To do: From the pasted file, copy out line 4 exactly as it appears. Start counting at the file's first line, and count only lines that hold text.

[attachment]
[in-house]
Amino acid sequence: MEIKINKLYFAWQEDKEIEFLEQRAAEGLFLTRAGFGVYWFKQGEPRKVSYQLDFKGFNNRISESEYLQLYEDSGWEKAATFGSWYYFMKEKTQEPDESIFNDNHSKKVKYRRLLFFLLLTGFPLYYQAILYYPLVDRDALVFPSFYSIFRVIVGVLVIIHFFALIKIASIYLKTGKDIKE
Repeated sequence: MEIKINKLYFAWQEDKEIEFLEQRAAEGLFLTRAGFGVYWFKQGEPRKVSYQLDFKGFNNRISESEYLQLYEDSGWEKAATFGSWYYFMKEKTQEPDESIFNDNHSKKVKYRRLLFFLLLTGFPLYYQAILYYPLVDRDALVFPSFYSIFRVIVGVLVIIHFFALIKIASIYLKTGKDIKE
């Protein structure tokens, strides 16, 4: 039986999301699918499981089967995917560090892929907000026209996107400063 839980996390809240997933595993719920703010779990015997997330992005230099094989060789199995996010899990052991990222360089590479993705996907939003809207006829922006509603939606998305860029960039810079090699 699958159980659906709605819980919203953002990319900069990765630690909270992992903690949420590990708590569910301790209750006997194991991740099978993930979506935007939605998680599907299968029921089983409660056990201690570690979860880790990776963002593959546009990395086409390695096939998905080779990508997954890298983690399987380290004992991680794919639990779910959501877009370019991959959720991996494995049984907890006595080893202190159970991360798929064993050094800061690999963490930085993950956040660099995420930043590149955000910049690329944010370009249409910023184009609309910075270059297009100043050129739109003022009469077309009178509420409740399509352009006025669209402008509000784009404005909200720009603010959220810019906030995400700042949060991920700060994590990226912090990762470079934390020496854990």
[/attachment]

């Protein structure tokens, strides 16, 4: 039986999301699918499981089967995917560090892929907000026209996107400063 839980996390809240997933595993719920703010779990015997997330992005230099094989060789199995996010899990052991990222360089590479993705996907939003809207006829922006509603939606998305860029960039810079090699 699958159980659906709605819980919203953002990319900069990765630690909270992992903690949420590990708590569910301790209750006997194991991740099978993930979506935007939605998680599907299968029921089983409660056990201690570690979860880790990776963002593959546009990395086409390695096939998905080779990508997954890298983690399987380290004992991680794919639990779910959501877009370019991959959720991996494995049984907890006595080893202190159970991360798929064993050094800061690999963490930085993950956040660099995420930043590149955000910049690329944010370009249409910023184009609309910075270059297009100043050129739109003022009469077309009178509420409740399509352009006025669209402008509000784009404005909200720009603010959220810019906030995400700042949060991920700060994590990226912090990762470079934390020496854990």